In PCOS, irregular hormone levels lead to symptoms such as weight gain, abnormal hair growth, irregularities in menstruation, prolonged or heavy bleeding during menses, and the passage of blood clots during menses.
How to prevent or reduce blood clots during your period
Now that you understand the likely causes of menstrual clotting, you can take steps to address these root causes.
And when you do, you’ll not only take care of the blood clotting during your period, but also take care of the accompanying period pain, heavy menstrual bleeding and PMS.
Here are some tips:
1) Keep warm during menstruation.
2) Avoid exposing yourself to cold, damp environments.
This may include swimming, wearing midriffs, or sitting on a cold or wet floor during menstruation.
3) Avoid eating cold and raw foods during your period.
Coldness constricts blood vessels, which can cause the formation of blood clots or make them worse.
Personally, I also love cuddling up with a cozy microwavable warmer.
4) Reduce stress and relax.
Stress and unpleasant moods tense up the uterus and inhibit a smooth blood flow. So it’s very important that you keep yourself relaxed and calm during menstruation.
5) Try herbs.
Cramp Bark exact is known to relaxes uterine muscles, help pass blood clots, and reduce menstrual cramps.
And if you like tea, try Traditional Medicine’s Healthy Cycle Tea, a blend of raspberry, nettle, angelica root, thistle and cramp bark that support healthy menstruation.
6) Take Fish Oil and Vitamin E Supplements.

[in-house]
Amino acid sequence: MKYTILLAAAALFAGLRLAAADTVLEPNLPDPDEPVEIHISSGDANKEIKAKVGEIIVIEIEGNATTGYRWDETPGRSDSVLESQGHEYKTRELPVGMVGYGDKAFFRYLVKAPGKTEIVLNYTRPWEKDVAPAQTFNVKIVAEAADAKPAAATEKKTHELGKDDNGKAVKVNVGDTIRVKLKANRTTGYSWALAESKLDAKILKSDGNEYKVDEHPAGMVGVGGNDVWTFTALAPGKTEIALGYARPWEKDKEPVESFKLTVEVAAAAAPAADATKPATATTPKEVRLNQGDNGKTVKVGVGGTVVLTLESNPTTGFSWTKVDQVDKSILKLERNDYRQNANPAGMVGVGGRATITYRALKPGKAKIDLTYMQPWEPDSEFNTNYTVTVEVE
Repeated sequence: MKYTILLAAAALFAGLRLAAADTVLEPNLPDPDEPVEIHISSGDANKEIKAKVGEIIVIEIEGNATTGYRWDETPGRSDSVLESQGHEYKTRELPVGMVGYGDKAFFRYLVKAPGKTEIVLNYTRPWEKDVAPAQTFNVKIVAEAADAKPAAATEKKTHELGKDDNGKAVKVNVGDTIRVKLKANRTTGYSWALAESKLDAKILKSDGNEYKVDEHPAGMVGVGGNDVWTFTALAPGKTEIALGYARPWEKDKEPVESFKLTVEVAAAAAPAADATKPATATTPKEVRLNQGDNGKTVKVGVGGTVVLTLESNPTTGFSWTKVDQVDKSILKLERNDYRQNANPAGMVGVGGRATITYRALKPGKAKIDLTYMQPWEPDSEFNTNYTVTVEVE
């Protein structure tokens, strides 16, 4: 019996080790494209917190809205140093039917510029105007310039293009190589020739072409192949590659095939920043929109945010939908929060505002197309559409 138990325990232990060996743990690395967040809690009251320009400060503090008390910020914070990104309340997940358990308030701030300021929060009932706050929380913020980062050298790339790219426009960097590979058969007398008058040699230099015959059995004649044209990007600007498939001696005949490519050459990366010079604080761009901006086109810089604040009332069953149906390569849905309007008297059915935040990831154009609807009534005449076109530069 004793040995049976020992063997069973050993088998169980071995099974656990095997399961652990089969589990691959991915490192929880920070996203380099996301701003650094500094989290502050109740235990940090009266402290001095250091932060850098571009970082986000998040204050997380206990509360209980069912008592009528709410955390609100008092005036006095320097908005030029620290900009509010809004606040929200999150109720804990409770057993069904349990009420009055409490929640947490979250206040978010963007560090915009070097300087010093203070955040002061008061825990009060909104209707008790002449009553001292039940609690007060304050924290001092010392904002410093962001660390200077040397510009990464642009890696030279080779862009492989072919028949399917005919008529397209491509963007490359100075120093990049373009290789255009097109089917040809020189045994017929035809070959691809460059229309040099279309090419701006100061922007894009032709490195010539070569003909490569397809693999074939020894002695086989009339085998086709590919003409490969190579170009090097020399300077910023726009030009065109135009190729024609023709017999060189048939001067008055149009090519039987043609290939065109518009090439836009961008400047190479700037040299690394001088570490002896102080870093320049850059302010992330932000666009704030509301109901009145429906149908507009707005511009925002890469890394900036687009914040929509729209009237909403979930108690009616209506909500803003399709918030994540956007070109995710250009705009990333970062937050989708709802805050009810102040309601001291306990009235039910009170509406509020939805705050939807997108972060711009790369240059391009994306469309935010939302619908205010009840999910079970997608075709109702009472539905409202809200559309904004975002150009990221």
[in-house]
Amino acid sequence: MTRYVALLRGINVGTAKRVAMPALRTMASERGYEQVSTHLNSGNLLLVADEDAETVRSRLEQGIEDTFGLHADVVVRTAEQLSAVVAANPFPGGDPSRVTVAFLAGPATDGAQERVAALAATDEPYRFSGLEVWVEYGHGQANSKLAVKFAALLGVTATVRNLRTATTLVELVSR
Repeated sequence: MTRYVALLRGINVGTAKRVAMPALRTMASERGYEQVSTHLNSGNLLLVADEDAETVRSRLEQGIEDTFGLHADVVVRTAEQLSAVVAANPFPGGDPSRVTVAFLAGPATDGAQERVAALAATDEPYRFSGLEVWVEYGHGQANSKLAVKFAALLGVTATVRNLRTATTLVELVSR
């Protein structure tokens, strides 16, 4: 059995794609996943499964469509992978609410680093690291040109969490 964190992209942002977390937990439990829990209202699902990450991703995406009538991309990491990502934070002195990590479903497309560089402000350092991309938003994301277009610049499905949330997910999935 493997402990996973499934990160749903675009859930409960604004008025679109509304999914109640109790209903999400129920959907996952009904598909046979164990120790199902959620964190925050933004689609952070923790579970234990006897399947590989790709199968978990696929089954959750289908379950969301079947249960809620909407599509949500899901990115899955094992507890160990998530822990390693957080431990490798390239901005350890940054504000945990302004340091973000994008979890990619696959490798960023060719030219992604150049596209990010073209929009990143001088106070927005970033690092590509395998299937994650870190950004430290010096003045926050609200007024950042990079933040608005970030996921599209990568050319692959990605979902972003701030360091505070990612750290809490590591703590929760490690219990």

Omega-3 fatty acids and vitamin E are anticoagulants, which means that they can help prevent and reduce the formation of blood clots.
7) Eat foods with high amounts of aspirin-like substances called salicylates.
Salicylates is a natural blood thinner, which can be found in many spices, fruits and nuts.
Herbs and spices high in salicylates include:
- Curry powder
- Cayenne pepper
Fruits high in salicylates include:
Other substances high in salicylates:
- Green tea
8) Rebalance your hormones.
Since estrogen dominance is a primary cause of heavy menstrual bleeding and blood clotting during period, it’s important to address the underlying causes of high estrogen, and learn natural ways to lower estrogen dominance and increase progesterone.
I hope you find the information helpful. Please let me know if I’ve addressed your concerns, and if you have any further questions.
To reduce blood clots and heavy menstrual bleeding, it’s important to address both the symptoms and the underlying causes of hormonal imbalances.
Cypress Oil (reduce heavy menstrual bleeding)
Reduce Estrogen Dominance
Liver Cleanse Detox and Repair Formula (support liver functions)
Dim Plus (improve estrogen metabolism)
Amazing Grass Super Foods (clear excess estrogen and alkalize the body)
Chasteberry (proven to help treat low progesterone and regulate menstrual cycles in more than 60 years of clinical research, including 5 randomized trials)
Vitamin B6 (one of the best vitamins to boost progesterone)
Progesterone Cream (bio-identical hormonal support)
Support Adrenal and Thyroid Functions
Adrenal Health Daily Support (promote overall hormone balance)
Thyroid Support Complex (support energy and metabolism)
Once Daily Organic Whole Food Vitamin Supplement (provide essential nutrients for health and hormone balance)
Liquid Iron (support healthy blood)
Omega 3 Fish Oil (reduce inflammation and promote overall health)
The Hormone Cure, by Dr. Sara Gottfried
Cooking for Hormone Balance, by Magdalena Wszelaki